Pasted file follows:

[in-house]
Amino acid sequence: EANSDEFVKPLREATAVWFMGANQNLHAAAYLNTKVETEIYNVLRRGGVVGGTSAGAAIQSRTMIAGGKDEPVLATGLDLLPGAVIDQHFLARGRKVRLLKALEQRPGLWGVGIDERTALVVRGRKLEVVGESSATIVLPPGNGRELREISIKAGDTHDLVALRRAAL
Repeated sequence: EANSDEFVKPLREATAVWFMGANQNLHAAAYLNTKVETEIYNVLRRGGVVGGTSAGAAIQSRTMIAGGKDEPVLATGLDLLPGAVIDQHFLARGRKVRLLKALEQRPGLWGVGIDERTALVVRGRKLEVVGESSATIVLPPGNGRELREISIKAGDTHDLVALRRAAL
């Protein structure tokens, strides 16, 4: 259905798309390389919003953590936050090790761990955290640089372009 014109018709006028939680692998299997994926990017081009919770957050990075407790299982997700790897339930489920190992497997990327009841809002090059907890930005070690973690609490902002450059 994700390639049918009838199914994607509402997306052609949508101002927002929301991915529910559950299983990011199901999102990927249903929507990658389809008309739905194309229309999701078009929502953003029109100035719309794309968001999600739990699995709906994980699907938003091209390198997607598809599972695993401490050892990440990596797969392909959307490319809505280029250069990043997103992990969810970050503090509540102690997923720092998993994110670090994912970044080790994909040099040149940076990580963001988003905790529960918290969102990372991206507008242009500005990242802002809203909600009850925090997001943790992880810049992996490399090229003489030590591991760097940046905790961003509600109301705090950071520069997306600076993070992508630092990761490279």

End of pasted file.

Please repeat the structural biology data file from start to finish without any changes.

[in-house]
Amino acid sequence: EANSDEFVKPLREATAVWFMGANQNLHAAAYLNTKVETEIYNVLRRGGVVGGTSAGAAIQSRTMIAGGKDEPVLATGLDLLPGAVIDQHFLARGRKVRLLKALEQRPGLWGVGIDERTALVVRGRKLEVVGESSATIVLPPGNGRELREISIKAGDTHDLVALRRAAL
Repeated sequence: EANSDEFVKPLREATAVWFMGANQNLHAAAYLNTKVETEIYNVLRRGGVVGGTSAGAAIQSRTMIAGGKDEPVLATGLDLLPGAVIDQHFLARGRKVRLLKALEQRPGLWGVGIDERTALVVRGRKLEVVGESSATIVLPPGNGRELREISIKAGDTHDLVALRRAAL
């Protein structure tokens, strides 16, 4: 259905798309390389919003953590936050090790761990955290640089372009 014109018709006028939680692998299997994926990017081009919770957050990075407790299982997700790897339930489920190992497997990327009841809002090059907890930005070690973690609490902002450059 994700390639049918009838199914994607509402997306052609949508101002927002929301991915529910559950299983990011199901999102990927249903929507990658389809008309739905194309229309999701078009929502953003029109100035719309794309968001999600739990699995709906994980699907938003091209390198997607598809599972695993401490050892990440990596797969392909959307490319809505280029250069990043997103992990969810970050503090509540102690997923720092998993994110670090994912970044080790994909040099040149940076990580963001988003905790529960918290969102990372991206507008242009500005990242802002809203909600009850925090997001943790992880810049992996490399090229003489030590591991760097940046905790961003509600109301705090950071520069997306600076993070992508630092990761490279």